Guest post by Brittany Fisher, CPA of financiallywell.info
TL;DR: As Millennials establish themselves in the world and take on the financial burdens of previous generations, it’s time to get financially conscious. While this isn’t a complete list of practical tips, you can address funeral needs, purchase life insurance, combine your auto and health insurance, and assign the power of attorney.
Marriage is a special bond between two people who want to share their love and lives forever. From a financial perspective, this means sharing wealth and income while also shouldering payments and debts together.
After your special day and honeymoon have passed, it’s important to sit down as a married couple and discuss some of the financial decisions you’ll need to make. Many of these choices will make it easier logistically to handle your finances together, and others will help protect you against unforeseen events.
Here are some practical tips for financially conscious newlyweds.
Address Funeral Needs
After celebrating the happiest day of your life, thinking about your own funeral can be a real downer. But preparing for unforeseen and future events is part of being financially responsible. As funeral prices average between $6,000 and $8,000, you can see how being unprepared could put a loved one on the hook for a large sum.
When planning for funeral costs, you need to know the difference between final expense and pre-need insurance. A final expense plan is bought directly from an insurance company, while a pre-need option can be purchased from a single funeral home. You have more options with the final expense option, but it costs more.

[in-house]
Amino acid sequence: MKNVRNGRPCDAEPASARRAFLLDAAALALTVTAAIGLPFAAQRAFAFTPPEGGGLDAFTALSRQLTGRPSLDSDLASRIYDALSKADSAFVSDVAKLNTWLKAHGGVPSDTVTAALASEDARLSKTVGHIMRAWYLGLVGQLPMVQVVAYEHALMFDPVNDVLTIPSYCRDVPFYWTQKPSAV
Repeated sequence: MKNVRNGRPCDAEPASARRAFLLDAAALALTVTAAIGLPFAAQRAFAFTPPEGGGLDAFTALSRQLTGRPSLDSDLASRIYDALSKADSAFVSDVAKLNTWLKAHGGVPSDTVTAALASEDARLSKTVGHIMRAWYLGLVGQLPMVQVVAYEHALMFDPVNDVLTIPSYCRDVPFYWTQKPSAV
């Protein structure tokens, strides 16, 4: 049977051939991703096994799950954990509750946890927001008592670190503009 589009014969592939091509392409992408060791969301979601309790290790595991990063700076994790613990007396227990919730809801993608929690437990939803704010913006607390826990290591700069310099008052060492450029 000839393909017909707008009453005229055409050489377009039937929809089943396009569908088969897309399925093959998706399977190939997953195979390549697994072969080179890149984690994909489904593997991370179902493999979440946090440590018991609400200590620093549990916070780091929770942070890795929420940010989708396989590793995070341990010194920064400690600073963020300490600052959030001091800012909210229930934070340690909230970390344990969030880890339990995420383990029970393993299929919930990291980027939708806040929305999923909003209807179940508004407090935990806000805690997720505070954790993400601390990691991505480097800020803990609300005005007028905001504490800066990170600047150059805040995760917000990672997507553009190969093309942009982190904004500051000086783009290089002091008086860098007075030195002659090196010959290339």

Purchase Life Insurance
When you enter into a marriage, you’re agreeing to share the responsibility of many things, including debt, mortgage payments, monthly bills, bank accounts, and children (if you decide to have kids). If an unexpected event or accident were to occur, leaving one spouse alone with these obligations, it would be a major challenge. Investing in life insurance can help alleviate some of this potential burden in the event of spousal loss.
It’s recommended that couples get separate life insurance plans so the other is protected in case of an emergency. This is very important for couples who already have or are planning to have children soon. Still, you can opt for a limited 10- or 15-year plan if you prefer to adjust your policies when circumstances change.
Combine Your Auto and Health Insurance
Insurance policies are another expense that you and your spouse can combine to get better rates and make it easier to manage overall. If you recently tied the knot, you both probably still have separate health and car insurance policies.
According to a study from InsuranceQuotes.com, a married individual could pay less for their car insurance than a single counterpart of the exact same age. When it comes to health insurance, premiums may be cheaper if couples are claiming the same services. The out-of-pocket limit you have to pay before the insurance kicks in will also be reduced to one rate rather than two for individual policies.
Assign the Power of Attorney
Assigning power of attorney is just a fancy way to describe giving someone the legal ability to make decisions on your behalf. Couples typically share the power of attorney for each other just in case one were to become incapacitated for any reason.
Legally, this ensures that you would be able to handle financial assets in your spouse’s name (and vice versa) in the event of an emergency. Without this provision, you or your spouse may not be able to handle assets that impact your life but aren’t in your name. When assigning power of attorney, don’t forget that both individuals need to assign it to their spouse.
As a newlywed, you’re just starting to see what it’s like to intertwine your life with another person. Setting up your shared finances for success from the very beginning can help make sure things run smoothly later down the road.
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